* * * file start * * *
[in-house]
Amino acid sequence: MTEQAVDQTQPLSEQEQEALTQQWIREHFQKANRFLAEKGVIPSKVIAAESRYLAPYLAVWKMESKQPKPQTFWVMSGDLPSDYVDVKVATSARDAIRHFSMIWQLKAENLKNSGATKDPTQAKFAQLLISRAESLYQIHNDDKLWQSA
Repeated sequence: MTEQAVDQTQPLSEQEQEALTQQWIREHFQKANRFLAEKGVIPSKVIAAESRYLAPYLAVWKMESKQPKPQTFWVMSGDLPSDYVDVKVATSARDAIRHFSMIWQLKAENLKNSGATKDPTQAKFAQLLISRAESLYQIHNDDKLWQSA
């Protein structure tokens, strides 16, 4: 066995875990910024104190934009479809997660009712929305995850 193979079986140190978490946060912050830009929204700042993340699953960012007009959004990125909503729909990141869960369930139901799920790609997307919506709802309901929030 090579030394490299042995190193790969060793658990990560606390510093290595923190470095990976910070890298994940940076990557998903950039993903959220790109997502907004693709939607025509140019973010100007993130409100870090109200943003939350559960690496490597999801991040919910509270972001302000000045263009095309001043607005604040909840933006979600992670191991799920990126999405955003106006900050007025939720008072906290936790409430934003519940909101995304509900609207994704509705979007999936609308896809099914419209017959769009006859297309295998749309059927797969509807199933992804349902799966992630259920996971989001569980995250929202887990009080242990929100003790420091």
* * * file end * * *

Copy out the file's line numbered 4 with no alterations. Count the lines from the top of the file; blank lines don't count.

């Protein structure tokens, strides 16, 4: 066995875990910024104190934009479809997660009712929305995850 193979079986140190978490946060912050830009929204700042993340699953960012007009959004990125909503729909990141869960369930139901799920790609997307919506709802309901929030 090579030394490299042995190193790969060793658990990560606390510093290595923190470095990976910070890298994940940076990557998903950039993903959220790109997502907004693709939607025509140019973010100007993130409100870090109200943003939350559960690496490597999801991040919910509270972001302000000045263009095309001043607005604040909840933006979600992670191991799920990126999405955003106006900050007025939720008072906290936790409430934003519940909101995304509900609207994704509705979007999936609308896809099914419209017959769009006859297309295998749309059927797969509807199933992804349902799966992630259920996971989001569980995250929202887990009080242990929100003790420091």